Constitutionally separated but mission joined, Montgomery County’s faith organizations and government representatives will come together Sunday for a concert benefiting local charity.
The Potomac United Methodist Church and the Washington Hebrew Congregation will present the Faiths-in-Action Concert Sunday at 4 p.m. at the PUMC location in Potomac. County and state government leaders will address the audience.
All proceeds of the donations-only concert and reception will benefit Mobile Medical Care Inc., a nonprofit that provides free health care to the county’s uninsured residents.
The program will showcase music from the church’s esteemed choir, directed by Rosemary Dyer, and Cantor Manevich of the Washington Hebrew Congregation.
“The concert closes with something I’m very happy with: A medley of hope featuring musical theater selections from the 1930s to the present,” Dyer said. “Every piece in it deals in one way or another with hope and the search for hope.”
Performers have been practicing since summer for the concert, and while long practice sessions are nothing new for the PUMC choir, known for its music program, this concert is a little different.
“I think this program is unique in the sense that the government is cooperating with faith-based groups,” Dyer said.
County Executive Isiah Leggett (D) and county Councilmember George Leventhal (D-At Large), of Takoma Park, will address the concert audience, along with Maryland state delegate Susan Lee.
According to Dyer, Leggett had a large hand in getting the concert going, though he claims more of a support roll.
“Getting the faith community engaged is something that I’ve been pushing for quite some time,” he told Patch. “There’s a tremendous need in the county. Comparatively we are probably much better off than most other communities, but we do have a lot of concerns. The most effective voice sometimes is people in the faith community who have the mission of going out to help the community.”
PUMC heard Leggett’s message and went to the county Office of Community Partnership to get the concert partnership going. Last year’s concert, the first in a yearly series, raised almost $5,000 and benefited Rockville’s Nonprofit Village. This year’s fundraiser benefits MobileMed, an organization based out of Bethesda and that offers low-cost or free health services from eight health clinics across the county.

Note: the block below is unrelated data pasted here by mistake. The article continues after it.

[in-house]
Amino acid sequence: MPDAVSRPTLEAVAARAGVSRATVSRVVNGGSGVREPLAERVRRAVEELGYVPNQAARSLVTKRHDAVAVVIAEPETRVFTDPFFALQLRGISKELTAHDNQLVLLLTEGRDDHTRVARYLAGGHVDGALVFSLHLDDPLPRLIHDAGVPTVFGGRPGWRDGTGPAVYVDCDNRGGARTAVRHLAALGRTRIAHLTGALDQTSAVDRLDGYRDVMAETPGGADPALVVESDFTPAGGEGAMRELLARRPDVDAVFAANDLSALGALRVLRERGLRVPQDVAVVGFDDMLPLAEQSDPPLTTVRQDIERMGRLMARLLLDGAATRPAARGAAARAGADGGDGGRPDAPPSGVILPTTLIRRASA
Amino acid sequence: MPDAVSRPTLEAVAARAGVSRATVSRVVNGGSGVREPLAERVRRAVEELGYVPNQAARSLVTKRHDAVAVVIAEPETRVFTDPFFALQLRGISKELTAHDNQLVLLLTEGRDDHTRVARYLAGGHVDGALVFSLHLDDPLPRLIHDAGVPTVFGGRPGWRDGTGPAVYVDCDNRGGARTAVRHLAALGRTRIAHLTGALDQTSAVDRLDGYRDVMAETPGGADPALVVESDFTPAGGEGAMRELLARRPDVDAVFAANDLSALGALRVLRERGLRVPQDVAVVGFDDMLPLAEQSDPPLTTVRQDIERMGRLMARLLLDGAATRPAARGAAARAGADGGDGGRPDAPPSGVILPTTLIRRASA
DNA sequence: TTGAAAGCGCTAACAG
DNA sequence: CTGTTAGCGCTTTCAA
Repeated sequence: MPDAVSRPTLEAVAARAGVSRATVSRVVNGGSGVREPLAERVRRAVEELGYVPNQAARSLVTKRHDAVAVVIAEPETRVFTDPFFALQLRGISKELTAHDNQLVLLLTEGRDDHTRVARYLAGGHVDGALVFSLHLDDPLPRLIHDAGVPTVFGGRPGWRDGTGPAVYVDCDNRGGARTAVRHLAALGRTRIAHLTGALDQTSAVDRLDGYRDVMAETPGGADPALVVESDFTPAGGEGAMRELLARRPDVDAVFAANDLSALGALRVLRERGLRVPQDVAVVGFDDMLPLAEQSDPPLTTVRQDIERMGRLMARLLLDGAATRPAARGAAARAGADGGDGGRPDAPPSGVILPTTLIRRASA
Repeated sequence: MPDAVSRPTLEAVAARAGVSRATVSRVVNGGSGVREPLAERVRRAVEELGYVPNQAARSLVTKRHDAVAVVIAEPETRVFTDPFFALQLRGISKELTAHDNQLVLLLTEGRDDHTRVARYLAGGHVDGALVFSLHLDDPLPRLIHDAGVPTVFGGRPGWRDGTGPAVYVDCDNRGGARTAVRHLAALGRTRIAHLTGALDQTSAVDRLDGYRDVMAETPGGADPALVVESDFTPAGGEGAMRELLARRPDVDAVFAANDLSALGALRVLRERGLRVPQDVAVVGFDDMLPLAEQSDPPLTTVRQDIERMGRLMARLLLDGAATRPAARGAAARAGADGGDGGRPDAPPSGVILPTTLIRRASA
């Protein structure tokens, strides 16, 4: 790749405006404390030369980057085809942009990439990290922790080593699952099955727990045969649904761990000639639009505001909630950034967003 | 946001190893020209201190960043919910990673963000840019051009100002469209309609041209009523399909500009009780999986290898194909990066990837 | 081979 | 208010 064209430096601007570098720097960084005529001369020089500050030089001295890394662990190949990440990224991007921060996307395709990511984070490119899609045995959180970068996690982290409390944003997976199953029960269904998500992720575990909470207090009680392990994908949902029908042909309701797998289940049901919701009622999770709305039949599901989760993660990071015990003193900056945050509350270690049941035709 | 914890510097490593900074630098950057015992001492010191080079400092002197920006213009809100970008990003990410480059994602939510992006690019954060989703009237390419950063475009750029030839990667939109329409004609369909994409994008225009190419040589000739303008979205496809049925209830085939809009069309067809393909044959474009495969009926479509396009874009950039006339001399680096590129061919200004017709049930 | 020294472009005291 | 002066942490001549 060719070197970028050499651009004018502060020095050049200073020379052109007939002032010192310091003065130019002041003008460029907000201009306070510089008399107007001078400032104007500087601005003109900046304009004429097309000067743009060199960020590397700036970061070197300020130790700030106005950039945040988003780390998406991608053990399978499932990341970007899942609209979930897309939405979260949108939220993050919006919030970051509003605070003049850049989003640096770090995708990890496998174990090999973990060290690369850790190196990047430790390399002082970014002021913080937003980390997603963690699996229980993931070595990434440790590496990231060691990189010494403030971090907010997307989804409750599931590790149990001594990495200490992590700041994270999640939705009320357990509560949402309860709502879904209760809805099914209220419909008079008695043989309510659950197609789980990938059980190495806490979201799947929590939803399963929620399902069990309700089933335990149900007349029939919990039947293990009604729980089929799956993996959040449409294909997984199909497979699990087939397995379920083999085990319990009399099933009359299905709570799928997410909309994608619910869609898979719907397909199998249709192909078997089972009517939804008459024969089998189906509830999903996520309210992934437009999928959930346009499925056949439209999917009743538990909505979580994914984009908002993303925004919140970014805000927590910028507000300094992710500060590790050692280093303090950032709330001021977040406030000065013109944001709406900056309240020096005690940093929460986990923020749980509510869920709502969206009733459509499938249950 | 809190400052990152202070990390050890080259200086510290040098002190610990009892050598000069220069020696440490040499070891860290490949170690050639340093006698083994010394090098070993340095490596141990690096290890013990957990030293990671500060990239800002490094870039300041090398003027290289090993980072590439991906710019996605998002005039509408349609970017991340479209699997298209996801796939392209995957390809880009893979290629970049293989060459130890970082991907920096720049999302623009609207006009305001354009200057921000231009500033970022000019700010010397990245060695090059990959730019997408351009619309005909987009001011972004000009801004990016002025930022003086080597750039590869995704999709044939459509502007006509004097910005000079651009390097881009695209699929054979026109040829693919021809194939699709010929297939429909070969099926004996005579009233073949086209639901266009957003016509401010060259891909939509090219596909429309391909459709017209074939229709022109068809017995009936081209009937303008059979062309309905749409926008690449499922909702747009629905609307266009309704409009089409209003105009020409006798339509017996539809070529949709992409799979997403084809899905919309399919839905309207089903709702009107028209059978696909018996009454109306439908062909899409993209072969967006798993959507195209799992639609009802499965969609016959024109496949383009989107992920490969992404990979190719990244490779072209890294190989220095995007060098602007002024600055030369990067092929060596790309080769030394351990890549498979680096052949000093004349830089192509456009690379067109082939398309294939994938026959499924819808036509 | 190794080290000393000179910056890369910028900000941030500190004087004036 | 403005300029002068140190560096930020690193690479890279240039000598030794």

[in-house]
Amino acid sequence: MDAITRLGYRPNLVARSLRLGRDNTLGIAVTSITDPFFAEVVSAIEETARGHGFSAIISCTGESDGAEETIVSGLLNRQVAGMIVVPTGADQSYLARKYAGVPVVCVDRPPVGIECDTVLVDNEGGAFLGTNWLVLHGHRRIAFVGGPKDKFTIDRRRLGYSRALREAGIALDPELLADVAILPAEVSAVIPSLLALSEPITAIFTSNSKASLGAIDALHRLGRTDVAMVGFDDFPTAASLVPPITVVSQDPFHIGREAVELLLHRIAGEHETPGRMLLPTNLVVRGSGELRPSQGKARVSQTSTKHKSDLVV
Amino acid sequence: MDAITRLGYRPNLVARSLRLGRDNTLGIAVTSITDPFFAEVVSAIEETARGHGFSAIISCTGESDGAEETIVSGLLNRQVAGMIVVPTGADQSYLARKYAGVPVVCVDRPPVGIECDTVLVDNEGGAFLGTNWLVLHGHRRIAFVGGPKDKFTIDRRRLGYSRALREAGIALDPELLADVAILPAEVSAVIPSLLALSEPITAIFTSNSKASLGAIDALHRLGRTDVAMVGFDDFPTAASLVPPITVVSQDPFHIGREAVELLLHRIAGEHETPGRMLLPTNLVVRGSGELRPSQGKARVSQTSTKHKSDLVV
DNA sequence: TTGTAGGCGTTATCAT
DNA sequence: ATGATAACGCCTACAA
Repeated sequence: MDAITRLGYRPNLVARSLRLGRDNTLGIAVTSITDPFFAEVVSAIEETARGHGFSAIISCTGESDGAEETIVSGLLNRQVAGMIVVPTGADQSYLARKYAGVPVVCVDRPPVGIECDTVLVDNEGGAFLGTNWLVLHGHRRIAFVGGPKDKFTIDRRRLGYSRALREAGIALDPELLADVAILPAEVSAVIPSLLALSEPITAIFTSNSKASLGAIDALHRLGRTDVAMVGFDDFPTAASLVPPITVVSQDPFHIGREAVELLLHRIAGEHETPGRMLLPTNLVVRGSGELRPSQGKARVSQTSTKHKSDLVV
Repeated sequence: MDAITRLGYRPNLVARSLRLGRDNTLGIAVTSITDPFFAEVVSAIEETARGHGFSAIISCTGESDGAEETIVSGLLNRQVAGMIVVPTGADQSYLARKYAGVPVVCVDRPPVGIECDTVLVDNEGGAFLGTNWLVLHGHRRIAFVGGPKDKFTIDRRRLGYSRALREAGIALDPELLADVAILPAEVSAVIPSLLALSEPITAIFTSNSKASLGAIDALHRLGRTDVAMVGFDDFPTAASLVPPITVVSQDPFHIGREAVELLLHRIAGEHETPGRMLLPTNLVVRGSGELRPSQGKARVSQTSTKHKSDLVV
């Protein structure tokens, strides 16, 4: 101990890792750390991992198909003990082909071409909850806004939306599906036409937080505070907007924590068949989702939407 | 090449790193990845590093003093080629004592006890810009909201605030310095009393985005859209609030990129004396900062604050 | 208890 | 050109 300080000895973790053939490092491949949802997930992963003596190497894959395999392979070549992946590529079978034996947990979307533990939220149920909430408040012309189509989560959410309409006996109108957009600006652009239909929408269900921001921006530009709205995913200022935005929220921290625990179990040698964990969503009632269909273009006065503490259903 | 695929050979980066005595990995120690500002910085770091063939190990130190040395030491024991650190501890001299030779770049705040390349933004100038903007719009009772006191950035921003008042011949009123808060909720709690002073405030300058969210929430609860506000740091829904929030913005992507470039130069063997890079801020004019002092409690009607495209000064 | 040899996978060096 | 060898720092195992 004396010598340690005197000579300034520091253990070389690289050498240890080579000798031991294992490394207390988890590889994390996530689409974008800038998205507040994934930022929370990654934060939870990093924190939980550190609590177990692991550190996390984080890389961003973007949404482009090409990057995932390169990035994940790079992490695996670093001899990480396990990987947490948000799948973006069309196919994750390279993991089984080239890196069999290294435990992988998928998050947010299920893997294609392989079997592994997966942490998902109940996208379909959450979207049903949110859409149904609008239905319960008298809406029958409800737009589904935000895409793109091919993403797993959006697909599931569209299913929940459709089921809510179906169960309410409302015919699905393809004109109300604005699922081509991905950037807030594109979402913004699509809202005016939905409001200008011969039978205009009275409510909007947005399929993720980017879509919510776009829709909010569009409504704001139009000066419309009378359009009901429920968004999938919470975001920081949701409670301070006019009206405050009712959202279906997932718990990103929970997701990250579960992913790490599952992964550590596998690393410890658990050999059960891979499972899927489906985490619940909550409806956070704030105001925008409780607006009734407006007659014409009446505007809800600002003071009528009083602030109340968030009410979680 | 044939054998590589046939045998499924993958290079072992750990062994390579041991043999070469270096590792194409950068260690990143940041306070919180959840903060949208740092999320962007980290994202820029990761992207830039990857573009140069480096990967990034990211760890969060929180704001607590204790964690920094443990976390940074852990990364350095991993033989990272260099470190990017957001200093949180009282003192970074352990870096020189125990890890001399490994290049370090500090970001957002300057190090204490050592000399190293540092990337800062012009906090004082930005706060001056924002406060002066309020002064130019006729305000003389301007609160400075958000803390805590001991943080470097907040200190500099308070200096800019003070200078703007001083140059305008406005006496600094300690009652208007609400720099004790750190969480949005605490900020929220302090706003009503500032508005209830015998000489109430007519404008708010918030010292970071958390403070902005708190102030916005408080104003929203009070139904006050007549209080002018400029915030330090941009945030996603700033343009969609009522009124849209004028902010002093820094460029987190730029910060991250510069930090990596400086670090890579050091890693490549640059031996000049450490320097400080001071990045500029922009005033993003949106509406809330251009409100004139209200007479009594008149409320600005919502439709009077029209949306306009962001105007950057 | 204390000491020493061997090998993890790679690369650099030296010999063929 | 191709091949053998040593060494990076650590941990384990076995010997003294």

Leventhal, chair of the Montgomery County Council’s Health and Human Services Committee, has advocated for health care servicing underprivileged residents. In 2005 he sponsored the creation of Montgomery Cares—a network of care providers for medically uninsured, low-income adult residents of Montgomery County, of which MobileMed is a part.
“I certainly support MobileMed—it’s one of the best causes in the county,” Leventhal said. “It provides care to thousands of residents who wouldn’t otherwise be getting care.”
According to Leventhal, MobileMed is a key component of the Montgomery Cares network, which serves about 27,000 residents a year.
Dyer says organizers hope to exceed last year’s proceeds with this year’s concert and to widen this year’s audience to include those whom MobilMed has served across the county.
“The more you have people or organizations who are much more closely aligned to the challenges we have, the better prepared we are to deal with those issues,” Leggett said. “Pastors, preachers, temples, mosques—they see the challenges each and every day, often times before the government sees them.”